After reaching an agreement this week with voting-rights groups, Florida lawmakers face the chore of going into special session in October to redraw Senate districts.
It looks like a simple caulking gun. But it’s no ordinary tool. “The potential impact is truly revolutionary,” says Dr. David King.
The Florida Supreme Court released records Tuesday that gave more insight into an alleged plan by Republican political consultants to funnel maps through the public.
Lawmakers did everything they were required to do in response to a Leon County judge’s decision last month to strike down two congressional districts, attorneys for the Legislature told the judge Wednesday in the latest round in a long-running legal fight about the state’s political lines.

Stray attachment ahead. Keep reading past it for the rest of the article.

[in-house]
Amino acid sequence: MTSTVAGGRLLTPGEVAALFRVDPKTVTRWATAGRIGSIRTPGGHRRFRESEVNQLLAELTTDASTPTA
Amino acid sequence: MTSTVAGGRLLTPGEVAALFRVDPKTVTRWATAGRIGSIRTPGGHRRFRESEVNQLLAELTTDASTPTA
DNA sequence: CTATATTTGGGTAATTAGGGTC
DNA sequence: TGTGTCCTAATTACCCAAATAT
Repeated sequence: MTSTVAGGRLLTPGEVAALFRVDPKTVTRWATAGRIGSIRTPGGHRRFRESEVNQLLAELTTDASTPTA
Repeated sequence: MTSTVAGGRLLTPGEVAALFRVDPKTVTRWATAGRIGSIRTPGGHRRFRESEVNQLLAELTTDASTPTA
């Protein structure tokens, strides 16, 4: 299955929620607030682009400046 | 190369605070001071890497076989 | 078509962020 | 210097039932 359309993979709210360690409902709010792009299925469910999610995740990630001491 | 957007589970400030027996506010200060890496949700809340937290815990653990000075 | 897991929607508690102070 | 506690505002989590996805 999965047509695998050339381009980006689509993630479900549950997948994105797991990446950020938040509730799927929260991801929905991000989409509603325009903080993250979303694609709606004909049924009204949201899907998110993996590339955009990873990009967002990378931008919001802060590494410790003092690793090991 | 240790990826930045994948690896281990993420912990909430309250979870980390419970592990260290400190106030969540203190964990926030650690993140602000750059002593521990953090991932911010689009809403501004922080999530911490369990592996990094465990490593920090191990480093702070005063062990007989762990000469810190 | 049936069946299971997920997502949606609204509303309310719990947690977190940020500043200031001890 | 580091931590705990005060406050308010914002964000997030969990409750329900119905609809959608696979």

Florida Republican legislative leaders will not appeal a judge’s ruling that found some congressional districts unconstitutional but instead warned against redrawing the districts before the November election.
One day after a landmark legal ruling, some people are question whether the change to Florida’s political landscape will have an impact on other states’ drawing their congressional districts.
Just before a judge cleared the courtroom so a GOP operative could testify in secret, lawyers for groups challenging the Legislature’s 2012 congressional map revealed Thursday that a man associated with the plan denied he had anything to do with it.
In a legal battle that could have implications for other communities, the Florida Supreme Court heard arguments Thursday about whether Orlando and Aventura violated state law in approving red-light camera programs.